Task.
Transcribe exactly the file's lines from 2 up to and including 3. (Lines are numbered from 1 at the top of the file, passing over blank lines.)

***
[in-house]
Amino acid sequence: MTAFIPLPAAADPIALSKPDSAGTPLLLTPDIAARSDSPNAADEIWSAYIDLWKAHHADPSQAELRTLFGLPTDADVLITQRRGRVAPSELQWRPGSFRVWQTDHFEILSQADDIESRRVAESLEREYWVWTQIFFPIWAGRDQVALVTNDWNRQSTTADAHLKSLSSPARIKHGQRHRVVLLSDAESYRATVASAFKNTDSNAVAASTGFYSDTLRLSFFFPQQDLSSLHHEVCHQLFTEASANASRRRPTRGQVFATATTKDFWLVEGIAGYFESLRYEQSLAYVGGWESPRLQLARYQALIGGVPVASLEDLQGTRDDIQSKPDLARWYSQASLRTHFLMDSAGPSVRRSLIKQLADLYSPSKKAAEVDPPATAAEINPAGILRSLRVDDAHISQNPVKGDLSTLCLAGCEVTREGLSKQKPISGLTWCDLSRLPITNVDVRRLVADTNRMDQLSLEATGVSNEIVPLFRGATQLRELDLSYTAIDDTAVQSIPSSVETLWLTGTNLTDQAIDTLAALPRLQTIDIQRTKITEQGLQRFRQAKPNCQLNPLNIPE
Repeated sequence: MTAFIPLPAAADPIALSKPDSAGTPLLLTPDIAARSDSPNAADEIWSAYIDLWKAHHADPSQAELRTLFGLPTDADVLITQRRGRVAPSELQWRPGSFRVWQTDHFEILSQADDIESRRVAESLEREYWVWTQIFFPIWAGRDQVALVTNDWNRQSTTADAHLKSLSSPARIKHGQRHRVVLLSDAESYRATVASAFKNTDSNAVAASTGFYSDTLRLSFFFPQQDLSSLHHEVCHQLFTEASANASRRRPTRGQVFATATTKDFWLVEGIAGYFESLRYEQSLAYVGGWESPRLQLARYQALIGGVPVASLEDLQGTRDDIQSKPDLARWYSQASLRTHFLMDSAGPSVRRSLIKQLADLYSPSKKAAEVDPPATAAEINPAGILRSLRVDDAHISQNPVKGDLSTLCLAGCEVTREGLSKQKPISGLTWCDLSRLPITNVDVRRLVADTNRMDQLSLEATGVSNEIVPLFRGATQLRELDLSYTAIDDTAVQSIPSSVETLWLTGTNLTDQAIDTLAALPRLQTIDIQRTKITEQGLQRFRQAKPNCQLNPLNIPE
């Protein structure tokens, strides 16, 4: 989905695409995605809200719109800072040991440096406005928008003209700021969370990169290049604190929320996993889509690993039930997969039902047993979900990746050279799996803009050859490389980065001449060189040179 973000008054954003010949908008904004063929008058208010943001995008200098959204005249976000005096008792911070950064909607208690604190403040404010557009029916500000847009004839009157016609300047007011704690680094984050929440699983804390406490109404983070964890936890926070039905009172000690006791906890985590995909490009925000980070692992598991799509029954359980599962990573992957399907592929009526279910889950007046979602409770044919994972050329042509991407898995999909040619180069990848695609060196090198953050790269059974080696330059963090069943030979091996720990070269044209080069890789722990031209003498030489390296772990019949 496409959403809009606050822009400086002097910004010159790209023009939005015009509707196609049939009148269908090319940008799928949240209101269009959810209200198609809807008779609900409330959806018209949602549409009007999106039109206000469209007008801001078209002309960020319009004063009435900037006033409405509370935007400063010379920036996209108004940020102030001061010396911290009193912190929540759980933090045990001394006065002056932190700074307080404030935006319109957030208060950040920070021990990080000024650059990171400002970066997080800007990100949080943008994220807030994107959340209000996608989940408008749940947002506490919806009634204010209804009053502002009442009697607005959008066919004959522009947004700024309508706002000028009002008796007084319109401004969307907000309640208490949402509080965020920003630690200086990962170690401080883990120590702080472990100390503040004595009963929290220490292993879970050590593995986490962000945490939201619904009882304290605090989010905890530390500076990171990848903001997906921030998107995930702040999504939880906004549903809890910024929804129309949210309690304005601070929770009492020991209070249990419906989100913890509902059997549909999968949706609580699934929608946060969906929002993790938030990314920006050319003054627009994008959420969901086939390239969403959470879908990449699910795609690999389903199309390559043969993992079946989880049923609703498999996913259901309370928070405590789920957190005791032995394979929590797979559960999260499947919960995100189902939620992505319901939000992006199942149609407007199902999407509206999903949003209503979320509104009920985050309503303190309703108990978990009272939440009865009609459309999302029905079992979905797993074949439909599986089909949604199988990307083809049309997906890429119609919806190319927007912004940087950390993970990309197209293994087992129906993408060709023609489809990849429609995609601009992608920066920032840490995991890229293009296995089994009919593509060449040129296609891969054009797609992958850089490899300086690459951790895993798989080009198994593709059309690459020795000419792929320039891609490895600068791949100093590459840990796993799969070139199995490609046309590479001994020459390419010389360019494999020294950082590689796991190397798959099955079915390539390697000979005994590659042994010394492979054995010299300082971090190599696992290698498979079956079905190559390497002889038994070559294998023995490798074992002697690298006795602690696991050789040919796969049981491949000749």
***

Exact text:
Amino acid sequence: MTAFIPLPAAADPIALSKPDSAGTPLLLTPDIAARSDSPNAADEIWSAYIDLWKAHHADPSQAELRTLFGLPTDADVLITQRRGRVAPSELQWRPGSFRVWQTDHFEILSQADDIESRRVAESLEREYWVWTQIFFPIWAGRDQVALVTNDWNRQSTTADAHLKSLSSPARIKHGQRHRVVLLSDAESYRATVASAFKNTDSNAVAASTGFYSDTLRLSFFFPQQDLSSLHHEVCHQLFTEASANASRRRPTRGQVFATATTKDFWLVEGIAGYFESLRYEQSLAYVGGWESPRLQLARYQALIGGVPVASLEDLQGTRDDIQSKPDLARWYSQASLRTHFLMDSAGPSVRRSLIKQLADLYSPSKKAAEVDPPATAAEINPAGILRSLRVDDAHISQNPVKGDLSTLCLAGCEVTREGLSKQKPISGLTWCDLSRLPITNVDVRRLVADTNRMDQLSLEATGVSNEIVPLFRGATQLRELDLSYTAIDDTAVQSIPSSVETLWLTGTNLTDQAIDTLAALPRLQTIDIQRTKITEQGLQRFRQAKPNCQLNPLNIPE
Repeated sequence: MTAFIPLPAAADPIALSKPDSAGTPLLLTPDIAARSDSPNAADEIWSAYIDLWKAHHADPSQAELRTLFGLPTDADVLITQRRGRVAPSELQWRPGSFRVWQTDHFEILSQADDIESRRVAESLEREYWVWTQIFFPIWAGRDQVALVTNDWNRQSTTADAHLKSLSSPARIKHGQRHRVVLLSDAESYRATVASAFKNTDSNAVAASTGFYSDTLRLSFFFPQQDLSSLHHEVCHQLFTEASANASRRRPTRGQVFATATTKDFWLVEGIAGYFESLRYEQSLAYVGGWESPRLQLARYQALIGGVPVASLEDLQGTRDDIQSKPDLARWYSQASLRTHFLMDSAGPSVRRSLIKQLADLYSPSKKAAEVDPPATAAEINPAGILRSLRVDDAHISQNPVKGDLSTLCLAGCEVTREGLSKQKPISGLTWCDLSRLPITNVDVRRLVADTNRMDQLSLEATGVSNEIVPLFRGATQLRELDLSYTAIDDTAVQSIPSSVETLWLTGTNLTDQAIDTLAALPRLQTIDIQRTKITEQGLQRFRQAKPNCQLNPLNIPE